Pi Mai Lao!
We were always coming to Laos. We missed it last time around and lost count of the times we were asked in backpacker conversations, “Are you going to Laos?” always accompanied with a hand and over the heart and a swoon. What’s more, we consciously decided to come here at the hottest time of the year in order to see Pi Mai, or Lao New Year, whose festivities include the building of sand stupas, parades of monks and beauty queens and a procession where the golden Phra Bang himself, the famous Buddha for which this town is named, gets squired around town on a special fancy carrier. There is a lot of ritual washing at this time of year, a spring cleaning so to speak of houses and temples and Buddhas (including the Phra Bang through a big funnel) and because no one objects to getting wet at the hottest time of the year, the rituals have expanded over the years to include a lot of general water throwing and mayhem.
Luang Prabang is a dream of a town, a peninsula of lovely old Indo-French houses and leafy lanes with a view of the big, muddy Mekong River sliding by. Thanks to its designation as a UNESCO World Heritage Area, traffic and development is limited. It is not at all a hard place to spend a week by the time you poke your head in a few wats, browse the night market, perhaps stop by a French influenced bakery for the best baguette you’ve had in seven months? Della posted about our book party with Big Brother Mouse, a long planned for highlight of our time here. We also spent an afternoon volunteering at their center, practicing English with students who dropped in which was fascinating and harder than I thought it would be. Della and Vance were asked to define “changeling” and explain the phenomenon of hot springs, while I Miles and I chatted with students about holidays in Laos and America. While I had an easy time explaining Vance’s job in computer programming/management, explaining my old job in my former life at Martha Stewart Living, a magazine that helps you choose the right paint color and make your home beautiful (this to a young guy who had just shown me a photo of his family’s home made of bamboo and wood, thatched with grass?) made me feel very small indeed.
Other highlights included a morning spent at Living Land Farm, where we got a muddy, hands on education about the cultivation of rice from selecting the right seeds, to preparing the paddy with the help of a water buffalo named Suzuki, to harvesting, threshing and polishing the grains. Never will we look at a bag of rice from the supermarket in the same way! We took a boat trip up the Mekong to the Buddha crammed Pak Ou caves, and got up early one morning to hand out rice to the monks who walk in procession down our street every morning clutching bowls to collect their food for the day, some as young as Della (baby monks!) Stationary for more than a week, and eager to finish and jettison our workbooks, we re-started school and of course, spent time in the pool.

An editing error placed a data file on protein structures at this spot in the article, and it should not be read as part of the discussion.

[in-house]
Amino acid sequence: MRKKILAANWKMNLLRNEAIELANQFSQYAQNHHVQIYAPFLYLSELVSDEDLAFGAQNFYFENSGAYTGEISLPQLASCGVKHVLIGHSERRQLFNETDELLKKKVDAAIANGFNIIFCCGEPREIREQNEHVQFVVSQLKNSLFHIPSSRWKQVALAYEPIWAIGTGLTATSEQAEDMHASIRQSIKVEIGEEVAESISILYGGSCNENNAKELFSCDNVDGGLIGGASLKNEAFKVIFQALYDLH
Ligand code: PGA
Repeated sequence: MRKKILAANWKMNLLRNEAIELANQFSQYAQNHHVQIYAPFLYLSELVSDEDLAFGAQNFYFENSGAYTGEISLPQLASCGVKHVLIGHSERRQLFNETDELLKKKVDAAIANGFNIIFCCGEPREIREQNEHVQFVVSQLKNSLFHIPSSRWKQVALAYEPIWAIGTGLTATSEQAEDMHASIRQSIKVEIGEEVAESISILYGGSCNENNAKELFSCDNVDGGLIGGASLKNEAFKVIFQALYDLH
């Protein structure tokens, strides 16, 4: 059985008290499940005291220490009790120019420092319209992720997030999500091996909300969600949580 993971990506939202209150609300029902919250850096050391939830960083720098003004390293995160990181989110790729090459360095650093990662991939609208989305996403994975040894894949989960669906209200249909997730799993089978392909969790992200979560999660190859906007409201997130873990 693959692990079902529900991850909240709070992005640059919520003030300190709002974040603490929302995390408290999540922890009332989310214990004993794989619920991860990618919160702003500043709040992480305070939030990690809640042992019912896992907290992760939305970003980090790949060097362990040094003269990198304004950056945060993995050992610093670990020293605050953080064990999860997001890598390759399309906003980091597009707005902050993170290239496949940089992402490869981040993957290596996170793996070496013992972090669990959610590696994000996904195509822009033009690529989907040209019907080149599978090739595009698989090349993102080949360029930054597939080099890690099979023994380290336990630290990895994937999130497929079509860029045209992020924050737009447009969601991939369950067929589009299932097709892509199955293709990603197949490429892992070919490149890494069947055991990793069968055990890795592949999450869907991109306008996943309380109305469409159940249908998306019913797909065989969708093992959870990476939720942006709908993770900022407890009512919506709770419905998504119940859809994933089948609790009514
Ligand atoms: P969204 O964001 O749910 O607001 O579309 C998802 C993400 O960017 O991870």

Mostly though, we watched the ramping up to New Year’s, the cleaning, the shuttering of stores, the appearance of water guns in the ones that remained open. The little boys on our street were the first to appear out with buckets and basins, eager to squirt passing bicyclists and pedestrians (and us, with cries of “Falang!” (Foreigner!)) Soon enough it became everyone’s business, practiced on an industrial scale- the stationary folks set up hoses, garbage cans and kiddy pools, the roving drove pickup trucks with squads of water flingers in the back, locals and tourists wandered in between with squirt guns of varying sizes. All of it good natured, fun and equal opportunity; everybody soaked, nobody huffed about it. When we decided to take a half day trip to the waterfalls outside of town (pretty but a veritable anthill crawling with holiday makers) we were drenched repeatedly in the back of our open sided truck (with a row of seats down either side.) The best part of that outing was sharing our ride part of the way with a bevy of girls about Della’s age who ducked and squealed at the incoming water and laughed contagiously when it found a target.
Finally after three days of chaos and by the looks of things, a lot of Beerlao (“It has to end after three days- if the people drank anymore they would die!” our waiter said on morning four) things quieted down appreciably. Our guesthouse organized a baci ceremony, where we had strings tied around our wrists for good luck in the New Year, and the next morning we biked through town early to watch the procession where the golden Phra Bang was very carefully brought down from his perch and loaded onto a golden carrier, before being wheeled s-l-o-w-l-y down the street, to be parked under a special pavilion for controlled, sedate watering over the next few days.
Weather wise we were extremely lucky; flying into Luang Prabang we could barely make out the jagged mountains that surround the town through the grey haze of heat and smoke that hovers this time of year, the result of slash and burn agriculture in the hills. With rainy season still more than a month away, we somehow got a few days and nights of showers, which cooled the air and washed the sky back to blue. By the time the heat came back full blast, water was being flung everywhere we went. A more convenient pattern we could not have asked for! After sizzling in Bangkok, we were extremely grateful.
From here, we head to the Elephant Conservation Center in Sayaboury for a few days, and then continue south to Vientiane. More adventures await, Happy (Laotian) New Year all!